As of 1 June 2014, Waterford City and County Council is the local government authority for Waterford. The authority was formed following the merger of Waterford City Council and Waterford County Council. The merger occurred following the Local Government Reform Act 2014. Each local authority ranks equally as first level local administrative units of the NUTS 3 South-East Region for Eurostat purposes. There are 31 LAU 1 entities in the Republic of Ireland. The local authority is responsible for certain local services such as sanitation, planning and real-estate development, libraries, the collection of automobile taxation, local roads and social housing.

The county is part of the South constituency for the purposes of European elections. For elections to Dáil Éireann, the county is part of two constituencies: Waterford and Tipperary South. Together they return 7 deputies (TDs) to the Dáil. The Electoral (Amendment) Act 2009 defines the Waterford constituency as "The county of Waterford, except the part thereof which is comprised in the constituency of Tipperary South; and the city of Waterford." [13]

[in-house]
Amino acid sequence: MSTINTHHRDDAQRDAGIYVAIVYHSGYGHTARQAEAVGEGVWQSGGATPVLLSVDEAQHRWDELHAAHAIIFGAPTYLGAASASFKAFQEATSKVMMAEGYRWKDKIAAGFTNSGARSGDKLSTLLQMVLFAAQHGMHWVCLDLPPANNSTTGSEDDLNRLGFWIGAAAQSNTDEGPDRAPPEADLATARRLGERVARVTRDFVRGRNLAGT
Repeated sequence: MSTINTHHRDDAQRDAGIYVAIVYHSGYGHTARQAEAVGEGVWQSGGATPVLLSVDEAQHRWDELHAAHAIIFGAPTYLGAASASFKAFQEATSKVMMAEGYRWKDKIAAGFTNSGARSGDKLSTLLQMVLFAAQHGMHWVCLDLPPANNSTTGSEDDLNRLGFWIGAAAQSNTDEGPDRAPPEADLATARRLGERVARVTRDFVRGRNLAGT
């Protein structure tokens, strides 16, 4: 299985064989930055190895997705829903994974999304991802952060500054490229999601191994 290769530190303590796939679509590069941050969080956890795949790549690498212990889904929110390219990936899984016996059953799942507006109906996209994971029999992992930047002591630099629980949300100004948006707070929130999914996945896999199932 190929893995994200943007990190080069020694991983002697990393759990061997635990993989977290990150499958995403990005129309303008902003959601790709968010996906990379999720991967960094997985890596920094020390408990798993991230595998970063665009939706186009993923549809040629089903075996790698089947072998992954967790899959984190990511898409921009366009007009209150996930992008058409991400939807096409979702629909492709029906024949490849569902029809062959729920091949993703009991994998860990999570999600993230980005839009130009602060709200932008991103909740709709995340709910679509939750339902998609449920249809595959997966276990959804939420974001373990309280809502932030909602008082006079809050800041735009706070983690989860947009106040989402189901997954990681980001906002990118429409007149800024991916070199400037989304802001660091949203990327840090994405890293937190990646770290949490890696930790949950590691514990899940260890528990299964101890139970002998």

Gaeltacht

Gaeltacht na nDéise is a Gaeltacht area in Co. Waterford consisting of the parish of An Rinn and An Sean Phobal. Gaeltacht na nDéise is located 10 km from the town of Dungarvan, has a population of 1,816 people (Census 2016) and encompasses a geographical area of 62 km2. According to Census 2016 the percentage of daily Irish speakers in Gaeltacht na nDéise was 45.6%. [14]